When That Tail Doesn't Wag: Has Your Dog Sprained Their Tail?

A dog with a limp tail may be trying to say something. It can be a sign of fear and stress, but before you wonder who has dared to frighten or stress out your beloved pooch, have you considered that your dog may have sprained their tail?

Discomfort for Your Dog

When it comes to ease of treatment, a sprained tail isn't especially complicated to correct. But don't assume that it's an insignificant injury, as it can be very painful for your dog. And when you think of how expressive a dog's tail is, and how often a dog moves their tail, you can imagine how uncomfortable it must be for your dog. 

What a Sprained Tail Looks Like

Your dog's discomfort may be quite obvious, but this isn't always the case. Logically, some sprains are more severe than others, but none of them is all that comfortable for your dog. The tail will appear to be limp, flaccid, and will hang towards the ground. Your dog will still attempt to move it — which is inevitable, and even instinctive for them, but will cause significant physical discomfort.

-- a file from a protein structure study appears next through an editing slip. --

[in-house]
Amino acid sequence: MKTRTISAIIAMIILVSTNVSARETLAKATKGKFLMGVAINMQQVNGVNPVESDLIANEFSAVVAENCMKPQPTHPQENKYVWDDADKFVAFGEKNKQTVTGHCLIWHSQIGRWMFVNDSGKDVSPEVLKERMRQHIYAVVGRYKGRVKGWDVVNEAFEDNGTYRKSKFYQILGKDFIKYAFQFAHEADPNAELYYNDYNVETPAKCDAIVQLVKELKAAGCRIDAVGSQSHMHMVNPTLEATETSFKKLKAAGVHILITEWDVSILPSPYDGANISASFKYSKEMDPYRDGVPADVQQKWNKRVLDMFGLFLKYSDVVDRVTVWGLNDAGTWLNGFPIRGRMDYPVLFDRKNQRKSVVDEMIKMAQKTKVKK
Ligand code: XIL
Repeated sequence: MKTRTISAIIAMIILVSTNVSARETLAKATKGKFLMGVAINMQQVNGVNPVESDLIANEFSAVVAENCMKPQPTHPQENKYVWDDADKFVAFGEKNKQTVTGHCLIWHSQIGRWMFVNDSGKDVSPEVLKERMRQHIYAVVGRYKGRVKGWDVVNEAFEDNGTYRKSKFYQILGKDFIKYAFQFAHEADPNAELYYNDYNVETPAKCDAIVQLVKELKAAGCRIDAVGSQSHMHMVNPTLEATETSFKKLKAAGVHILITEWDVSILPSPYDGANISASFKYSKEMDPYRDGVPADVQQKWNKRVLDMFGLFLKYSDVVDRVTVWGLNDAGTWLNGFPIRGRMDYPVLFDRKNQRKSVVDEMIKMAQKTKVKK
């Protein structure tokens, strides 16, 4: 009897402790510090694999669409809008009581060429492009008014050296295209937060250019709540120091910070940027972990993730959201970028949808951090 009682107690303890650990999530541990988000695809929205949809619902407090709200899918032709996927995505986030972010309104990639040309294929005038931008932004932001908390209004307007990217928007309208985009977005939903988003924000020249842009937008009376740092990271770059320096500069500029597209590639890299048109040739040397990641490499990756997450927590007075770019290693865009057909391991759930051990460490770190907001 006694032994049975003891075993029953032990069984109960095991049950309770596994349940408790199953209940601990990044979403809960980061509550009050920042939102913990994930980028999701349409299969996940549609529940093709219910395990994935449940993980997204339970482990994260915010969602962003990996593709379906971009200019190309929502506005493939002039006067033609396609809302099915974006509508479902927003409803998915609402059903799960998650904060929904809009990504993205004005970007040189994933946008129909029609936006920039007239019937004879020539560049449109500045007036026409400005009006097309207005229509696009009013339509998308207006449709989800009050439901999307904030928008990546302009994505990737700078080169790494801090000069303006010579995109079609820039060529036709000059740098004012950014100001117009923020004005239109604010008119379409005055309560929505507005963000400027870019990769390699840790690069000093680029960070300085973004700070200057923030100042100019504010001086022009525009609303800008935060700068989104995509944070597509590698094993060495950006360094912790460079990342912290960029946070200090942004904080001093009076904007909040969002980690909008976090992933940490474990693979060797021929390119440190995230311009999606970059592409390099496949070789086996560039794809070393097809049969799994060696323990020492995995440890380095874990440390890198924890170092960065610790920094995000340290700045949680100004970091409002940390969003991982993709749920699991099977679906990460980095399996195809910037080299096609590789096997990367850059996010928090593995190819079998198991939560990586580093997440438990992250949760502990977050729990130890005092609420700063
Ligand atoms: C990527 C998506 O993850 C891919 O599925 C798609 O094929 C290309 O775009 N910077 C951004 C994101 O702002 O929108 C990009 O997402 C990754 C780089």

Ways in Which a Tail Can Be Sprained

This discomfort has a cause, and there are many different ways a dog can sprain their tail. Just think of all the ways you could sprain your ankle or your wrist. Your dog may have knocked their rump against a hard surface while playing, triggering the sprain. If your dog's bed is in a caged enclosure (what the Americans call crating), this could have contributed to the problem — with your dog bumping their tail as they attempt to move in these confined quarters. It can even be overexertion, with your dog having wagged their tail too vigorously. 

Time to See the Veterinary Surgeon

Whatever the cause, don't delay seeing a vet if you suspect that your dog has sprained their tail. The physical injuries are likely to heal of their own accord, but this cannot be assumed, and your dog may need pain relief during the healing process. Your vet is likely to prescribe some anti-inflammatories to aid the healing process. Rest will be recommended so your dog doesn't aggravate their injury. An x-ray may also be required, in case the injury is in fact a fracture instead of a mere sprain. 

So when your dog's tail goes limp, it's easy to think that it's related to their mood. But if your dog's limp tail seems to be causing physical distress, they might be struggling with a sprained tail — meaning it's time to visit the vet.

If you think your dog needs the help of a veterinary surgeon, make an appointment today.